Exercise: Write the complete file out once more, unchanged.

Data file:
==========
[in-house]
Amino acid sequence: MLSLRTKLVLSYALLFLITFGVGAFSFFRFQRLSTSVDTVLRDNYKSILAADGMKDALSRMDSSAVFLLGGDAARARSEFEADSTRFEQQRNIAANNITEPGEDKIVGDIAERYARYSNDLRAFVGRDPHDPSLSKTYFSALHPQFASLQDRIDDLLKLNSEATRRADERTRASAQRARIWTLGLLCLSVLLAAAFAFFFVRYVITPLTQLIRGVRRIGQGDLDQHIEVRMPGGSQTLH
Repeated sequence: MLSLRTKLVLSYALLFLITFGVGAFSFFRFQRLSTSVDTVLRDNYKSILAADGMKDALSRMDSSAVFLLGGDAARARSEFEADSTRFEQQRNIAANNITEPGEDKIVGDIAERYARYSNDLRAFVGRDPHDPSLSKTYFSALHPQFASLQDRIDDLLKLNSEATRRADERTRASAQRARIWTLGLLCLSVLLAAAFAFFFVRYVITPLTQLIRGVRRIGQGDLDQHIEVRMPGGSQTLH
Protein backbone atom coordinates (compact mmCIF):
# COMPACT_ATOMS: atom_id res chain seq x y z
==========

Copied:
[in-house]
Amino acid sequence: MLSLRTKLVLSYALLFLITFGVGAFSFFRFQRLSTSVDTVLRDNYKSILAADGMKDALSRMDSSAVFLLGGDAARARSEFEADSTRFEQQRNIAANNITEPGEDKIVGDIAERYARYSNDLRAFVGRDPHDPSLSKTYFSALHPQFASLQDRIDDLLKLNSEATRRADERTRASAQRARIWTLGLLCLSVLLAAAFAFFFVRYVITPLTQLIRGVRRIGQGDLDQHIEVRMPGGSQTLH
Repeated sequence: MLSLRTKLVLSYALLFLITFGVGAFSFFRFQRLSTSVDTVLRDNYKSILAADGMKDALSRMDSSAVFLLGGDAARARSEFEADSTRFEQQRNIAANNITEPGEDKIVGDIAERYARYSNDLRAFVGRDPHDPSLSKTYFSALHPQFASLQDRIDDLLKLNSEATRRADERTRASAQRARIWTLGLLCLSVLLAAAFAFFFVRYVITPLTQLIRGVRRIGQGDLDQHIEVRMPGGSQTLH
Protein backbone atom coordinates (compact mmCIF):
# COMPACT_ATOMS: atom_id res chain seq x y z